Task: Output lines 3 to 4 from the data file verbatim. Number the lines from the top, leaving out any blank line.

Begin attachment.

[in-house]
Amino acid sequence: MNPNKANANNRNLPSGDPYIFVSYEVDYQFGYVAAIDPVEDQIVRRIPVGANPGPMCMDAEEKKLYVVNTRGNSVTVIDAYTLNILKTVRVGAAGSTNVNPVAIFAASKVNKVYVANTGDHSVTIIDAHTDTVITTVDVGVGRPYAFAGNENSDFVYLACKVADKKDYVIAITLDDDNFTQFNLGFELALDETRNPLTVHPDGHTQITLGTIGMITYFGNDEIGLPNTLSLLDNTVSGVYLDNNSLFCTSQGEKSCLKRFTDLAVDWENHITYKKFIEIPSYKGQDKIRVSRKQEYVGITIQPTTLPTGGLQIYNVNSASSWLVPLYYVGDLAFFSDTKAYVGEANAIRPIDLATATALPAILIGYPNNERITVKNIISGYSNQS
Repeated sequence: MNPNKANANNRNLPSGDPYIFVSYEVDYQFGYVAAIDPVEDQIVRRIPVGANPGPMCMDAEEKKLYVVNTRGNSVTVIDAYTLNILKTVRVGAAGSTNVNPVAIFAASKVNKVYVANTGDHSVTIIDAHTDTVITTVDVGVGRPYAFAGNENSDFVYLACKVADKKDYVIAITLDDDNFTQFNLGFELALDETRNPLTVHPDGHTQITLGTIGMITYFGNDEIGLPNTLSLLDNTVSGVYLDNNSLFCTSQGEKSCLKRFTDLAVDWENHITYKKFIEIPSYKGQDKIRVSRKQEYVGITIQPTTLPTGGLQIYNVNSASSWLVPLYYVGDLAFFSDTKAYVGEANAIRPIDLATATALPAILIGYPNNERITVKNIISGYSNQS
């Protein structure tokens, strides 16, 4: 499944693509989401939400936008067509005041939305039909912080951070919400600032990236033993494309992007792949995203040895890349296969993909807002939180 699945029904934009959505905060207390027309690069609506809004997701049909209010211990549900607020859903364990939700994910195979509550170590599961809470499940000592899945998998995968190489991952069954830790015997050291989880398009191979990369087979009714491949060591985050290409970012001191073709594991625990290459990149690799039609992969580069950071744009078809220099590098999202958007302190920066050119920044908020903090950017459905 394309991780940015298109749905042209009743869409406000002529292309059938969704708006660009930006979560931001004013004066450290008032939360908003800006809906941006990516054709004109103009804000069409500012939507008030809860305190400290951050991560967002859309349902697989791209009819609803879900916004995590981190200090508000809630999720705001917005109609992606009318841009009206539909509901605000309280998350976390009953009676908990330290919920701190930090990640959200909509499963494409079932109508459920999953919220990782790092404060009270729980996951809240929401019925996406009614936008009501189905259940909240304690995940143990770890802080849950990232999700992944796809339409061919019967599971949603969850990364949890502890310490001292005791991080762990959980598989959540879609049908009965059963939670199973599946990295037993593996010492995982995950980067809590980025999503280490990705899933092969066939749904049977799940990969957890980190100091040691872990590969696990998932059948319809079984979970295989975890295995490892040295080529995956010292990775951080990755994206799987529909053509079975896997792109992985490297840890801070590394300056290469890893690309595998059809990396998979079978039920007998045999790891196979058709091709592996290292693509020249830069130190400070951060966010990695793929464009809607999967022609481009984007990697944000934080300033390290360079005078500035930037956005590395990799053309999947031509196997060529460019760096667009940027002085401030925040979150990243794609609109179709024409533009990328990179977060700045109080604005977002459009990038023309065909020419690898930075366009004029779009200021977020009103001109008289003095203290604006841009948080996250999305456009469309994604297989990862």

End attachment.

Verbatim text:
Repeated sequence: MNPNKANANNRNLPSGDPYIFVSYEVDYQFGYVAAIDPVEDQIVRRIPVGANPGPMCMDAEEKKLYVVNTRGNSVTVIDAYTLNILKTVRVGAAGSTNVNPVAIFAASKVNKVYVANTGDHSVTIIDAHTDTVITTVDVGVGRPYAFAGNENSDFVYLACKVADKKDYVIAITLDDDNFTQFNLGFELALDETRNPLTVHPDGHTQITLGTIGMITYFGNDEIGLPNTLSLLDNTVSGVYLDNNSLFCTSQGEKSCLKRFTDLAVDWENHITYKKFIEIPSYKGQDKIRVSRKQEYVGITIQPTTLPTGGLQIYNVNSASSWLVPLYYVGDLAFFSDTKAYVGEANAIRPIDLATATALPAILIGYPNNERITVKNIISGYSNQS
């Protein structure tokens, strides 16, 4: 499944693509989401939400936008067509005041939305039909912080951070919400600032990236033993494309992007792949995203040895890349296969993909807002939180 699945029904934009959505905060207390027309690069609506809004997701049909209010211990549900607020859903364990939700994910195979509550170590599961809470499940000592899945998998995968190489991952069954830790015997050291989880398009191979990369087979009714491949060591985050290409970012001191073709594991625990290459990149690799039609992969580069950071744009078809220099590098999202958007302190920066050119920044908020903090950017459905 394309991780940015298109749905042209009743869409406000002529292309059938969704708006660009930006979560931001004013004066450290008032939360908003800006809906941006990516054709004109103009804000069409500012939507008030809860305190400290951050991560967002859309349902697989791209009819609803879900916004995590981190200090508000809630999720705001917005109609992606009318841009009206539909509901605000309280998350976390009953009676908990330290919920701190930090990640959200909509499963494409079932109508459920999953919220990782790092404060009270729980996951809240929401019925996406009614936008009501189905259940909240304690995940143990770890802080849950990232999700992944796809339409061919019967599971949603969850990364949890502890310490001292005791991080762990959980598989959540879609049908009965059963939670199973599946990295037993593996010492995982995950980067809590980025999503280490990705899933092969066939749904049977799940990969957890980190100091040691872990590969696990998932059948319809079984979970295989975890295995490892040295080529995956010292990775951080990755994206799987529909053509079975896997792109992985490297840890801070590394300056290469890893690309595998059809990396998979079978039920007998045999790891196979058709091709592996290292693509020249830069130190400070951060966010990695793929464009809607999967022609481009984007990697944000934080300033390290360079005078500035930037956005590395990799053309999947031509196997060529460019760096667009940027002085401030925040979150990243794609609109179709024409533009990328990179977060700045109080604005977002459009990038023309065909020419690898930075366009004029779009200021977020009103001109008289003095203290604006841009948080996250999305456009469309994604297989990862």